- May 15, 2011
- Posted by: andreag
Performance management is one of the most frequently used Internet searches that finds its way to our web-site. So, I’d like to lay out our view on what it is, what the key elements are, and then give you tools to be able to assess where you might direct your own performance management efforts.
Performance management defined
Performance management is often defined as “the process of achieving the goals of the organization.” Wikipedia extends that to say “performance management includes activities which ensure that goals are consistently being met in an effective and efficient manner. Performance management can focus on the performance of an organization, a department, employee, or even the processes to build a product or service.”
But there is a missing piece to that definition. How do we know we have the right goals that will lead to improved performance? The definition I think encapsulates true performance management? Making continual progress in positively impacting the key indicators of your business. As with Wikipedia, this can encompass the organization as a whole, a department or an individual, the key is that you are measuring impact, not just goal attainment.
What are examples of the key indicators that should be impacted? Common indicators for most businesses include revenue, profitability, overhead or cost of goods sold, rate of attracting new customers, customer retention, employee performance, process performance.
Elements of a performance management program
In our experience, the following elements are essential to achieving continuous improvement in organizational performance:
- Strategy: An effective strategy embodied in a strategic plan that sets clear direction and priorities. Effective would mean that the opportunities for and threats to growth and success are identified and confronted, with sound ways to handle them developed. Also, that internal issues are identified (blind spots overcome) and plans to solve them defined.
- Accountability: There is a system for holding members of the management team accountable for performance on the strategic plan outcomes/targets. Though having a sound plan is critical, it must be executed to have any impact upon performance.
- Culture: The organizational culture (def. what it feels like to work here) promotes continuous improvement and striving for excellence. This would include ongoing efforts to improve processes in the organization as well as ongoing competency development for staff.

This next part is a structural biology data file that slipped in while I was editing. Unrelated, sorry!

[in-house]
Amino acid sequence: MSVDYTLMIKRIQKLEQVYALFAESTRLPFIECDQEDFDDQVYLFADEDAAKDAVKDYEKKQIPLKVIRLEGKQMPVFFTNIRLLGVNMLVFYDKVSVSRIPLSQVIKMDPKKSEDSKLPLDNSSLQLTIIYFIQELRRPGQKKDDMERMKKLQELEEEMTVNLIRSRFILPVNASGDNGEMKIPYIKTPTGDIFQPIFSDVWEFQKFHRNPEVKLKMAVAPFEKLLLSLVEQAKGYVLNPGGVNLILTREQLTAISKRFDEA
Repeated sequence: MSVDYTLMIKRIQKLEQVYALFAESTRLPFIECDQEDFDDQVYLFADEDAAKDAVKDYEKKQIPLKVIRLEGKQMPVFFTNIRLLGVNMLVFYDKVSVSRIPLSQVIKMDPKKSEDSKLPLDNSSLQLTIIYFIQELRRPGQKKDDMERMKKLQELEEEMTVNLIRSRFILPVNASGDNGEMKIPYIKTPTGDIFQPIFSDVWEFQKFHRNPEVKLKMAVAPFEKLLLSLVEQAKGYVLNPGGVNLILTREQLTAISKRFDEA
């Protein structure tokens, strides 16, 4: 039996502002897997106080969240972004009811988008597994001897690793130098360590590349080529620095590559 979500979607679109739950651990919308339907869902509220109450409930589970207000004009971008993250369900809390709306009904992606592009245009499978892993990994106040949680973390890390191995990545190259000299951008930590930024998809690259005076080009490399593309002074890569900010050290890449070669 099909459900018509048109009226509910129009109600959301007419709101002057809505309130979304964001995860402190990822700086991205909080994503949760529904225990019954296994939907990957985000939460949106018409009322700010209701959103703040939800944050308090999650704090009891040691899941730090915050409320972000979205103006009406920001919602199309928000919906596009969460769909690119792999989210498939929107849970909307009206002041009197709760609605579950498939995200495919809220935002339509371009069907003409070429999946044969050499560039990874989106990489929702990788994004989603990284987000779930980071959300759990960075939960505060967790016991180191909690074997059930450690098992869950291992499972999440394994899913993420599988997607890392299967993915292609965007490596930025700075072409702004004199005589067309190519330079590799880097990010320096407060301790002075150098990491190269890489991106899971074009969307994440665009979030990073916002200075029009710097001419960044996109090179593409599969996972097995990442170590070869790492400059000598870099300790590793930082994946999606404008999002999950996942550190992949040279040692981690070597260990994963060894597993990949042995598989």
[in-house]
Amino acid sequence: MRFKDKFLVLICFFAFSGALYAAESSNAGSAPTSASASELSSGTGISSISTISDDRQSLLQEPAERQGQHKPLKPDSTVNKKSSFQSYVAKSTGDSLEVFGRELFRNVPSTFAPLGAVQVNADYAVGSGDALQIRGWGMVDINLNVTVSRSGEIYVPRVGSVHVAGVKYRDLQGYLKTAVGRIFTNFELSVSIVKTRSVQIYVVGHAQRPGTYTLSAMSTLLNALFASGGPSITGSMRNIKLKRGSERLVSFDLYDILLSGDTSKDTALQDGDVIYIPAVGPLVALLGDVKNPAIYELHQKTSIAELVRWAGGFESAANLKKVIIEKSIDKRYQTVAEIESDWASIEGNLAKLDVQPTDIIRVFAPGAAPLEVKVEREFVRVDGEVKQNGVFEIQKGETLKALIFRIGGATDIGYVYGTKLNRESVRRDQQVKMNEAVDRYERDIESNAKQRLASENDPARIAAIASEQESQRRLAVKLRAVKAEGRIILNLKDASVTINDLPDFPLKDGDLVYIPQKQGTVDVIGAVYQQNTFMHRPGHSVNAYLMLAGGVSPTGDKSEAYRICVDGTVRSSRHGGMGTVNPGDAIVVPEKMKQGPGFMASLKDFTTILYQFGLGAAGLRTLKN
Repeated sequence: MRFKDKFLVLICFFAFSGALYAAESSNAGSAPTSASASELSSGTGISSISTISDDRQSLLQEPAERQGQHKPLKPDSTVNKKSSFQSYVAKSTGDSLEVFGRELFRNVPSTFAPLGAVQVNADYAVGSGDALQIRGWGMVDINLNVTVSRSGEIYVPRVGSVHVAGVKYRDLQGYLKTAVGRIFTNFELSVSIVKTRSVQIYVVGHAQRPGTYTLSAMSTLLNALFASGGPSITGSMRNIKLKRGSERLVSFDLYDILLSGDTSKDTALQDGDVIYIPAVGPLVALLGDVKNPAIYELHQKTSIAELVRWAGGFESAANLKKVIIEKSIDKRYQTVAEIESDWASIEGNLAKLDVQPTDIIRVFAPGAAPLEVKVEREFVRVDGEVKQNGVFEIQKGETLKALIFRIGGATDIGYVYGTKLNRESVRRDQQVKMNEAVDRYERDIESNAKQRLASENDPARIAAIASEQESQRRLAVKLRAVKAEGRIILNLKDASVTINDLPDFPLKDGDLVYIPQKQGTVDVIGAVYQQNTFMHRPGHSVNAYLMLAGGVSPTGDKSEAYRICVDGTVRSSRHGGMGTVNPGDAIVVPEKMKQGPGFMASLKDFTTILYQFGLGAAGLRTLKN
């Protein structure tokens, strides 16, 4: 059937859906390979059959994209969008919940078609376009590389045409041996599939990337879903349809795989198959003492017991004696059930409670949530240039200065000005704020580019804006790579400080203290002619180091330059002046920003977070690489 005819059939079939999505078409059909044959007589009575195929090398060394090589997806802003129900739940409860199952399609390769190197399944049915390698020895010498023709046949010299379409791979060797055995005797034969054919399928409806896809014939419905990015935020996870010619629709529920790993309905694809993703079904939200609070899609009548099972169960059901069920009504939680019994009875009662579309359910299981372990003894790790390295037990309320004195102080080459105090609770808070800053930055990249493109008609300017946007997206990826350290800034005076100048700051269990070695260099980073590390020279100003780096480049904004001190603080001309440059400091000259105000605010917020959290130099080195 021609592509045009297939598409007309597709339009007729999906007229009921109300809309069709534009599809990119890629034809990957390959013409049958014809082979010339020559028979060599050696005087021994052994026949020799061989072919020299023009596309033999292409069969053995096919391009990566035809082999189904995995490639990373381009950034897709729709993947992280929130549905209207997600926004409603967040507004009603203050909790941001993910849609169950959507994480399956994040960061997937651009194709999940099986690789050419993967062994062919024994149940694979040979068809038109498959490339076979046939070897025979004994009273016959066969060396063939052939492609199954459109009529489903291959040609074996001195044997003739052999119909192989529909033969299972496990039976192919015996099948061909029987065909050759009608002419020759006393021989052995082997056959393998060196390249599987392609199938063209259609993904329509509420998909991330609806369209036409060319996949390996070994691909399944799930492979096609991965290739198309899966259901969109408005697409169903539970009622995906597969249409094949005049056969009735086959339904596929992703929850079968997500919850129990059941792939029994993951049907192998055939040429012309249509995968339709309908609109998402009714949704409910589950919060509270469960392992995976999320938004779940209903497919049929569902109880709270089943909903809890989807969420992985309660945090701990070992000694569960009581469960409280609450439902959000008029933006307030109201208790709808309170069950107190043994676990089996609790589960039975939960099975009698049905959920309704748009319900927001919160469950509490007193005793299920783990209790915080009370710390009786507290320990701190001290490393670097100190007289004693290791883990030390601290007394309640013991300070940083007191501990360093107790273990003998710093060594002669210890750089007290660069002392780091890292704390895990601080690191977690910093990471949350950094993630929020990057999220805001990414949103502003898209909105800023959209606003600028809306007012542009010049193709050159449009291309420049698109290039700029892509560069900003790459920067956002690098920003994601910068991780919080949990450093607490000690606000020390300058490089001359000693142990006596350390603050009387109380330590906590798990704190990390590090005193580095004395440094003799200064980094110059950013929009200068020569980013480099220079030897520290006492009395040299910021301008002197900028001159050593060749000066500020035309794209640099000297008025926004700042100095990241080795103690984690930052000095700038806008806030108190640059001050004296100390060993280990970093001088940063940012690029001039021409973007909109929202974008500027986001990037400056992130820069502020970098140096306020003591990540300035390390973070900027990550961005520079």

- Key Stats: The organization employs a “Balanced Scorecard” or instrument panel of key data to determine the need to change course or policy. Data elements would measure the current condition and success/failure of change strategies on a monthly basis.
- Managing Change: Leadership is capable of effectively managing change. This includes project plans for complex initiatives as well as identifying staff members who are having difficulty moving to the new way of doing business and deploying actions to aid those staff members in making transitions.
- Structure: The organizational structure supports efficient production, leaves no key functions unaccounted for and defines for each staff member the results (not merely effort) they are accountable to produce. In our experience, this is often a critical missing element.
- Performance: Performance of staff on their key results is measured through statistics, preferably gathered monthly.
- Coaching: There is a sound employee evaluation and coaching system in place to improve the performance of all staff.
Assess your own organization
Are all eight of these key elements accounted for in your organization? Ready to move forward to find out which areas are strongest and which are weakest? We have designed an assessment that will answer those questions. Simply click on this link, and your browser will open to a short questionnaire. Once you have answered the questions, we will analyze your responses and send you feedback to help you strengthen those areas that score poorly.
Not quite ready?
If you aren’t quite ready for what the questionnaire might show you, we encourage you to spend some time on our website. Our intent as we designed the site was to provide information you can use now to positively impact your organization. As always, if you have a specific question we can answer right away, e-mail us. We look forward to hearing from you!